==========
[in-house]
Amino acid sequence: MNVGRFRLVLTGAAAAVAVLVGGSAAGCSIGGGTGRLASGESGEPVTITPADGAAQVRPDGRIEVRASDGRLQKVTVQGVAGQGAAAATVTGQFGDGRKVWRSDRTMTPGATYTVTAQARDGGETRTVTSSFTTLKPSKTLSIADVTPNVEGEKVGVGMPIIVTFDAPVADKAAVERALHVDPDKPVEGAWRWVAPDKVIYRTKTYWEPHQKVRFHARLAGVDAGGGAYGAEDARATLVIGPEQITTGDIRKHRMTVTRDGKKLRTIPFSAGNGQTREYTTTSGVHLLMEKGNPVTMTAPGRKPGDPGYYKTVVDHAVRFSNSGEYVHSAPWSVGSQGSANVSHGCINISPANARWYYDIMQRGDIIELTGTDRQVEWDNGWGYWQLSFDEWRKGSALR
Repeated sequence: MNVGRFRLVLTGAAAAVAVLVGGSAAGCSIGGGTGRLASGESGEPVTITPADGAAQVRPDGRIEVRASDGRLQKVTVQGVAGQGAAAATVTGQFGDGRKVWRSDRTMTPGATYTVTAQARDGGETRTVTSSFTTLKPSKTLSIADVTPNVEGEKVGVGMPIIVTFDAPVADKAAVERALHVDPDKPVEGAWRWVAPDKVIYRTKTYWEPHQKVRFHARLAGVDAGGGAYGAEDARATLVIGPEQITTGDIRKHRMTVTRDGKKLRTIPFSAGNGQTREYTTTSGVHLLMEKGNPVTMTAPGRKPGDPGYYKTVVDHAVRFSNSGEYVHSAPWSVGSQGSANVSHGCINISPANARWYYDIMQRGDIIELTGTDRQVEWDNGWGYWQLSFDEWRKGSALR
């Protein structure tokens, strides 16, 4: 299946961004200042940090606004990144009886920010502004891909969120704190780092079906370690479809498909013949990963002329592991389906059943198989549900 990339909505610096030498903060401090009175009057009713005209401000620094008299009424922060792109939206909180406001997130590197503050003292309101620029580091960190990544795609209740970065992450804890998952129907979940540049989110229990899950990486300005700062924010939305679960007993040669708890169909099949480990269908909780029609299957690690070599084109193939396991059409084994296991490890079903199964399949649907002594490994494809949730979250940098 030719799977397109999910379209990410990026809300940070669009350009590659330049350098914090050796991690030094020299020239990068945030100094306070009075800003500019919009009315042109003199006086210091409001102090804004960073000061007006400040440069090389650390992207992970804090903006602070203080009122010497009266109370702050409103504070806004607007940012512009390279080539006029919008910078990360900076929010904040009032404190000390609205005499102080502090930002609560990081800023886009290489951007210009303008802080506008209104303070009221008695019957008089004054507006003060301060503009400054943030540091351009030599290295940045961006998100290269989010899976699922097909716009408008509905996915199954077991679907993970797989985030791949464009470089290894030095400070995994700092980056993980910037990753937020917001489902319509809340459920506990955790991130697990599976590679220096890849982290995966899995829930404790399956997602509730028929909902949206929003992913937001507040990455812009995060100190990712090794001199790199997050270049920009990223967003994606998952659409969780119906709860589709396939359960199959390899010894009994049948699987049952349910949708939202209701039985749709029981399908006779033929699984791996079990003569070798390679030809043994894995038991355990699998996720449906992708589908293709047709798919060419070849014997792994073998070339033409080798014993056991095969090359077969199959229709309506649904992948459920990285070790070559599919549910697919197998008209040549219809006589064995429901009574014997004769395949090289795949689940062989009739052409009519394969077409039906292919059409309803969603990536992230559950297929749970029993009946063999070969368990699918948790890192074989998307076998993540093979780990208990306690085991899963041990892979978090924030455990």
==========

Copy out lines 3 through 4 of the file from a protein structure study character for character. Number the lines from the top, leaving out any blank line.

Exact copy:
Repeated sequence: MNVGRFRLVLTGAAAAVAVLVGGSAAGCSIGGGTGRLASGESGEPVTITPADGAAQVRPDGRIEVRASDGRLQKVTVQGVAGQGAAAATVTGQFGDGRKVWRSDRTMTPGATYTVTAQARDGGETRTVTSSFTTLKPSKTLSIADVTPNVEGEKVGVGMPIIVTFDAPVADKAAVERALHVDPDKPVEGAWRWVAPDKVIYRTKTYWEPHQKVRFHARLAGVDAGGGAYGAEDARATLVIGPEQITTGDIRKHRMTVTRDGKKLRTIPFSAGNGQTREYTTTSGVHLLMEKGNPVTMTAPGRKPGDPGYYKTVVDHAVRFSNSGEYVHSAPWSVGSQGSANVSHGCINISPANARWYYDIMQRGDIIELTGTDRQVEWDNGWGYWQLSFDEWRKGSALR
């Protein structure tokens, strides 16, 4: 299946961004200042940090606004990144009886920010502004891909969120704190780092079906370690479809498909013949990963002329592991389906059943198989549900 990339909505610096030498903060401090009175009057009713005209401000620094008299009424922060792109939206909180406001997130590197503050003292309101620029580091960190990544795609209740970065992450804890998952129907979940540049989110229990899950990486300005700062924010939305679960007993040669708890169909099949480990269908909780029609299957690690070599084109193939396991059409084994296991490890079903199964399949649907002594490994494809949730979250940098 030719799977397109999910379209990410990026809300940070669009350009590659330049350098914090050796991690030094020299020239990068945030100094306070009075800003500019919009009315042109003199006086210091409001102090804004960073000061007006400040440069090389650390992207992970804090903006602070203080009122010497009266109370702050409103504070806004607007940012512009390279080539006029919008910078990360900076929010904040009032404190000390609205005499102080502090930002609560990081800023886009290489951007210009303008802080506008209104303070009221008695019957008089004054507006003060301060503009400054943030540091351009030599290295940045961006998100290269989010899976699922097909716009408008509905996915199954077991679907993970797989985030791949464009470089290894030095400070995994700092980056993980910037990753937020917001489902319509809340459920506990955790991130697990599976590679220096890849982290995966899995829930404790399956997602509730028929909902949206929003992913937001507040990455812009995060100190990712090794001199790199997050270049920009990223967003994606998952659409969780119906709860589709396939359960199959390899010894009994049948699987049952349910949708939202209701039985749709029981399908006779033929699984791996079990003569070798390679030809043994894995038991355990699998996720449906992708589908293709047709798919060419070849014997792994073998070339033409080798014993056991095969090359077969199959229709309506649904992948459920990285070790070559599919549910697919197998008209040549219809006589064995429901009574014997004769395949090289795949689940062989009739052409009519394969077409039906292919059409309803969603990536992230559950297929749970029993009946063999070969368990699918948790890192074989998307076998993540093979780990208990306690085991899963041990892979978090924030455990």